In the opinion of the FSF, you could only distribute your software under the terms of the GPL. Your software as a whole includes the GPL-covered library and is thus derived from the library.
The GPL triggers conditions both on modification and on distribution. But modification is not just about editing the library's source code. The GPL-3.0 defines:
To “modify” a work means to copy from or adapt all or part of the work in a fashion requiring copyright permission, other than the making of an exact copy. The resulting work is called a “modified version” of the earlier work or a work “based on” the earlier work.
Your software can be considered to be a work based on the GPL-covered library and is, for all practical purposes, a modification.
There have been lengthy debates over whether this argument still holds if the library is dynamically linked, or if the software is not compiled. There are people who argue that the GPL might not apply to your program. But it's safer to assume that the GPL does in fact apply.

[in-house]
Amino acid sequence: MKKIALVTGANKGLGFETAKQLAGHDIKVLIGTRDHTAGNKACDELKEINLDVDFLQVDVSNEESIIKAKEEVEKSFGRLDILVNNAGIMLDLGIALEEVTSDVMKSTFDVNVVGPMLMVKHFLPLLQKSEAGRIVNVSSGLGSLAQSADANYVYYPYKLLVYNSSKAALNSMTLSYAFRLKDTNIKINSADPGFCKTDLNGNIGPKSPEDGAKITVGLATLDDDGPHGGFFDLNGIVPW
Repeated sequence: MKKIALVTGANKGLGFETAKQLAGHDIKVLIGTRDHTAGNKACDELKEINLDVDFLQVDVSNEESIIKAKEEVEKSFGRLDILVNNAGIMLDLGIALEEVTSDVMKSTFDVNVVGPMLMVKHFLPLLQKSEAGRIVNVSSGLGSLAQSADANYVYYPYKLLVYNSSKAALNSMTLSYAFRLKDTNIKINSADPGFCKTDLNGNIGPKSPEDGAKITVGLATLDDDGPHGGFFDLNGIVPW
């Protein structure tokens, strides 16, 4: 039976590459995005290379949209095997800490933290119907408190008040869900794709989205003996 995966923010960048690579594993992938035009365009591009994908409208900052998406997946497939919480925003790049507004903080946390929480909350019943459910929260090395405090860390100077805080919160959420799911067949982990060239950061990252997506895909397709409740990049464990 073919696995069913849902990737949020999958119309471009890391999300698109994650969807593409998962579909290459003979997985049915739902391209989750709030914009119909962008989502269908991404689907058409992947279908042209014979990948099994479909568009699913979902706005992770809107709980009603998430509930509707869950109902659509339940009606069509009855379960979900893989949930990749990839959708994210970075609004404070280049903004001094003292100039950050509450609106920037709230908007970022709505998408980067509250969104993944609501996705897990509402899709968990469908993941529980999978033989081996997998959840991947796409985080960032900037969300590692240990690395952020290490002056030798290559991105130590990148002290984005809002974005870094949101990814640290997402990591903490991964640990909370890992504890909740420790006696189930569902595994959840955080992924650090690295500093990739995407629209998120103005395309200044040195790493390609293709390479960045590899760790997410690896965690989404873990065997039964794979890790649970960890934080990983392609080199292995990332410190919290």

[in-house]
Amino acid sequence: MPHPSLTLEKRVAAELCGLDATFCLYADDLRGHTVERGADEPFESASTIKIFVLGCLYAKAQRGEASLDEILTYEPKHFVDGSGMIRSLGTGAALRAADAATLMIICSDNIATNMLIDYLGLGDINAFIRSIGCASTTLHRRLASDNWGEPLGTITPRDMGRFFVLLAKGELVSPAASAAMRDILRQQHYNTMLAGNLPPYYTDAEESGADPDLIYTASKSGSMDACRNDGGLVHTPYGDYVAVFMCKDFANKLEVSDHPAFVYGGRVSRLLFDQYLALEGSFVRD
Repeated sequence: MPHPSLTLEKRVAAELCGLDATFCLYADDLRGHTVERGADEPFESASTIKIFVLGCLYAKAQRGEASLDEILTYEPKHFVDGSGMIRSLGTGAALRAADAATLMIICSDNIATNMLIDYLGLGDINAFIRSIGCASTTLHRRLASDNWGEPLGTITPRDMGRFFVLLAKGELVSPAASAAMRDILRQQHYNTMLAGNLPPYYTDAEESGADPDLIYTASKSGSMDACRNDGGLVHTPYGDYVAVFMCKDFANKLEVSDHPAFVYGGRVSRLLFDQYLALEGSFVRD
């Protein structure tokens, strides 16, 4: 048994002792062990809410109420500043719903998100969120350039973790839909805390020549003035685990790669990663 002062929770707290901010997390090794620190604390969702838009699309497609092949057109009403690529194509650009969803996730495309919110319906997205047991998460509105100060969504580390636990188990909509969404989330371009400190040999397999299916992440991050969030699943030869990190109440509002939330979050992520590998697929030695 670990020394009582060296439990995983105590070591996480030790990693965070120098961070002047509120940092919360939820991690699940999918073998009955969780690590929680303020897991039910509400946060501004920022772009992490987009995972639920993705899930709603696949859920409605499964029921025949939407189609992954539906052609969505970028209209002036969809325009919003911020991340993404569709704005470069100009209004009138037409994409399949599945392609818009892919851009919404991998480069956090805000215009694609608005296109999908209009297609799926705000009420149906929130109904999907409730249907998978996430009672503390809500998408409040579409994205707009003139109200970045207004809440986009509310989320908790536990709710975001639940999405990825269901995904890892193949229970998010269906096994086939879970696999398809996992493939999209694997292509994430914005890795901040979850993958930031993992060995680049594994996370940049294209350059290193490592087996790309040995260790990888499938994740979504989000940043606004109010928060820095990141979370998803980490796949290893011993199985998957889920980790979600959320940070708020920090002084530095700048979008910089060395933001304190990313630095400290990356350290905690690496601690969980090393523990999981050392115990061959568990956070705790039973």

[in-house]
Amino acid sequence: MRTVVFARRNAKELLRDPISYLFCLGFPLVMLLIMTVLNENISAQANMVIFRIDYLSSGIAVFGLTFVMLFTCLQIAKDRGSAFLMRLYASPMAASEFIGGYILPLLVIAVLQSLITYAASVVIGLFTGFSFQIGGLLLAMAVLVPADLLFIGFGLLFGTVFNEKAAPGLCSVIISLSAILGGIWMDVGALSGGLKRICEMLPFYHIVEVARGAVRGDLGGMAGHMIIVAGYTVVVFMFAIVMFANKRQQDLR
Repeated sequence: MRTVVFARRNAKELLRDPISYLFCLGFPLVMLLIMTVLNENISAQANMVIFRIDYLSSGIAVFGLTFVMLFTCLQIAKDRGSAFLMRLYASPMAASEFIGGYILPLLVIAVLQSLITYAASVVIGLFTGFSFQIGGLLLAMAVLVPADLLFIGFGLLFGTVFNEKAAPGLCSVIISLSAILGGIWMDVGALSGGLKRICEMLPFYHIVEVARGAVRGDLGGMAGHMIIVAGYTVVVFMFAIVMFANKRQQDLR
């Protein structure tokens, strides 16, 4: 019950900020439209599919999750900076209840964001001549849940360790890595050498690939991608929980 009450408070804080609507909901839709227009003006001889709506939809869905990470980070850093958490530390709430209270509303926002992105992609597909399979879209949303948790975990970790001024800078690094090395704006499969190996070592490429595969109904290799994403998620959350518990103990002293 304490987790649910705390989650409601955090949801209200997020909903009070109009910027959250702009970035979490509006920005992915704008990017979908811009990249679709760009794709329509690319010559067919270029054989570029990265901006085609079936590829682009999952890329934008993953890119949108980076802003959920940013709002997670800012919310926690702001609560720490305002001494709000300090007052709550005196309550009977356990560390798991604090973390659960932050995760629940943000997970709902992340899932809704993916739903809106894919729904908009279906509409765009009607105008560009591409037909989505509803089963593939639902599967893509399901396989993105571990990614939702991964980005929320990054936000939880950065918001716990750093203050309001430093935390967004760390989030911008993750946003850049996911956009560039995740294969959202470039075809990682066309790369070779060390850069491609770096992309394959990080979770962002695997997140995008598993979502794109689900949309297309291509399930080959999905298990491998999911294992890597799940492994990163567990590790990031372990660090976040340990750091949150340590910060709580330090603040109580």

If the GPL applies to your software as a whole, this doesn't mean that every component must use the GPL license. Components could also use compatible licenses. So you wouldn't have to license your source code under the GPL terms, and could instead choose a compatible open source license.